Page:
As I mentioned in a previous post, I don’t know what I’m doing. Now I’m going to get a little more real:
I’m a huge introvert, and part of that means that it’s really hard for me to post things online, especially something which seems self-serving (like promoting a TV project). I’m afraid that everyone will hate me and think my writing is terrible, and believe it or not, that doesn’t sound appealing.
So why do I have a website? Well, because I really love writing, I really, really love this project, and I really want to make something happen with this if at all possible. But I’m still learning how.
So here’s what I’m planning to do: Share my writing process and what I’m working on BEFORE IT’S PERFECT. I guess that’s necessary, because nothing is ever perfect. But I want so badly to be perfect, (not unlike Captain Hook).
Long story short, I won’t ever feel like what I do is good enough, so I might as well share my “shitty first drafts,” and even my shitty second drafts!
I want to invite you into my process, rather than focus on product. It may be slow going, because it’s not really in my nature to post what feels very private. But it’s also really important to me to share, because I do want to make something of this, and at the moment I feel very isolated.
I’m trying to find a community of writers, as well as connect more with the queer community, and—of course—queer writers.
With that in mind, here’s something I’ve been working on:
As a queer person, it’s not unusual to have struggled with depression or suicidal thoughts. I certainly have. Because of that, I have what I like to call an “intimate relationship” with Death. We’re on speaking terms. A first-name basis. We sometimes meet for tea and scones.
I’ve always thought that death is something not to be afraid of, but to be curious about. Death is a very curious thing, and something we will never understand fully.
To make sure I’m not confusing anyone, within The Gay Adventures, Neverland is a type of purgatory, full of queer people who have murdered or committed suicide.
I know, I know…it sounds cliché. Ever since Lost, it’s been a big trend to have the super-mega-twist be “And they were dead the whole time!” It’s become so common that it’s not surprising anymore. Parks & Rec could very well have ended that way.
But for the story I want to tell, and how I want to tell it, it actually makes sense for them to have been dead the whole time. So I’m not going to change that plot point. I will, however, change HOW the story is told.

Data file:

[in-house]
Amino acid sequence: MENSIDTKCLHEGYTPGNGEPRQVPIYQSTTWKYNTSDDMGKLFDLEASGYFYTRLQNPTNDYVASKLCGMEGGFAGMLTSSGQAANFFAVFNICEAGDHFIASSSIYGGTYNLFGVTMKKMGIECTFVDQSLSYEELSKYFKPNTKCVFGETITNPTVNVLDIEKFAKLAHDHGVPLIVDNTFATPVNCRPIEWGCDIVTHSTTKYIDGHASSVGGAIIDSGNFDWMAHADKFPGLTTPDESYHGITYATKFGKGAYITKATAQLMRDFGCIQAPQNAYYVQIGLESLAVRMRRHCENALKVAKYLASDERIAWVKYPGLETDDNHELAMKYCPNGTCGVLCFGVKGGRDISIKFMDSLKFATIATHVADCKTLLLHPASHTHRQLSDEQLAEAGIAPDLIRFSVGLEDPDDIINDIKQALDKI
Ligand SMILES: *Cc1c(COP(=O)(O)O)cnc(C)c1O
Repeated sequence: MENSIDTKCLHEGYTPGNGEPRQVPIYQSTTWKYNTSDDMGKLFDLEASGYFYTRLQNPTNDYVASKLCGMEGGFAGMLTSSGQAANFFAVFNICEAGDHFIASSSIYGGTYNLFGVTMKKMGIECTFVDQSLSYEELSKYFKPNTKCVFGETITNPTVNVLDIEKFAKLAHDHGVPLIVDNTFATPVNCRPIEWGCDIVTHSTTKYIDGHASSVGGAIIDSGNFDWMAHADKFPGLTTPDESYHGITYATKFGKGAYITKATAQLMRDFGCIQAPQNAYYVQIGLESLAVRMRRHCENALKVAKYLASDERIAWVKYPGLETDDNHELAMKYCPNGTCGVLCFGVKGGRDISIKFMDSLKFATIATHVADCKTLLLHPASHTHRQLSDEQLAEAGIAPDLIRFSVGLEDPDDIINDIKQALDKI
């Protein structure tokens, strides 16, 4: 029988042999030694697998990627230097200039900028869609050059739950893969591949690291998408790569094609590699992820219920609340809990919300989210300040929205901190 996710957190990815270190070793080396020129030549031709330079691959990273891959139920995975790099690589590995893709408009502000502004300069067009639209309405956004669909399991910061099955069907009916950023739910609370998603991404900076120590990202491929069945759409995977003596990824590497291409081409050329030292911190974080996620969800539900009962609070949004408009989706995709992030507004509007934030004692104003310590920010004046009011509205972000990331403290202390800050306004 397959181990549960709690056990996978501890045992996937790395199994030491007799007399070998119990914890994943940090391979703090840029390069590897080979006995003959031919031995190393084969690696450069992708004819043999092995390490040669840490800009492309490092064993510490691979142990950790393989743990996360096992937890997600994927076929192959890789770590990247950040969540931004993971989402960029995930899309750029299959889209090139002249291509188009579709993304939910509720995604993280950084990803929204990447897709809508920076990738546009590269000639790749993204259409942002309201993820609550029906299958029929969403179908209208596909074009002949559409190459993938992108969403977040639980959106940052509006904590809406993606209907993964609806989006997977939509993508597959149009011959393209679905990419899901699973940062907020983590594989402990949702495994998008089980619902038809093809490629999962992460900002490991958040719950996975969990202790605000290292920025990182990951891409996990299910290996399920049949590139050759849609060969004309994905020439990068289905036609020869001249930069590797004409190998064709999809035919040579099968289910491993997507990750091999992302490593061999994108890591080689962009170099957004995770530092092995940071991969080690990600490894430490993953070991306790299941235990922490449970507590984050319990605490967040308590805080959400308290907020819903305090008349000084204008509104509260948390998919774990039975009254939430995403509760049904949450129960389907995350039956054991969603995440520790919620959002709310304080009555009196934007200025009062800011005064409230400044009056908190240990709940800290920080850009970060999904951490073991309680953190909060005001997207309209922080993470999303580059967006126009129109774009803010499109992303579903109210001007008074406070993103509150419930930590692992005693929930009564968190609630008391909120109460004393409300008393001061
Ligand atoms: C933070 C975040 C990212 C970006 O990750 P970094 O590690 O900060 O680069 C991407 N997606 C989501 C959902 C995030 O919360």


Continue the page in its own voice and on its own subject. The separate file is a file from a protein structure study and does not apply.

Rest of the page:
First off, it’s a comedy instead of a drama. A comedy which takes death seriously, but doesn’t take humans too seriously.
Second, within the first few episodes the audience will probably pick up on the fact that they’re dead. It’s never going to be a secret (or “What a twist!”). What will make the show interesting to watch is the character arcs and relationships, as well as the unique perspective of observing the behavior of someone you know is dead, but who himself is unaware of that fact.
One of the topics that fascinates me within the show is: what happens when the characters inevitably suspect and later realize they’re dead? How did they react? What do they do? How do their priorities change? Does it immobilize or motivate them?
This, of course, got me thinking about what I might do if I suddenly noticed I was dead.
I started writing an intimate scene between Hook and Smee, after they know they’re dead. I don’t mean intimate in a romantic or sexual way, I mean intimate in an emotionally exposed way. What’s more intimate than being honest with someone, especially concerning the things you fear? And no one’s better at being afraid than Captain Hook.
A scene like this would not happen until much later in the series:
EXT. PIRATE SHIP DECK – DAY
The sun sets on the horizon. Hook stands, straight-backed, watching the sun disappear. Smee approaches, and stands by his side.
HOOK: I’m afraid, Smee.
SMEE: Afraid of what, Captain?
HOOK: And if there’s nothing? Nothing at all?
SMEE: What do you mean, Captain?
HOOK: After this? Suppose we just go to sleep and then…nothing? Only darkness.
Smee comes to Hook and puts a hand on his shoulder. Hook doesn’t move away.
SMEE: I don’t think it’ll be so bad, Captain. Look what you got the first time.
HOOK: What did I get, Smee?
SMEE: Sandy beaches! Beautiful sunsets! (then) Me.
HOOK: No, Smee. I got mildew. Pythons. Just more uncertainty.
SMEE: Think of it this way, Captain: if what comes to you after your after-death is nothing, there will be no more uncertainty.
HOOK: No more uncertainty…
Within the series, I’m not, nor will I ever be trying to provide answers. What I will be supplying are questions and wonderings, because I have a lot of those.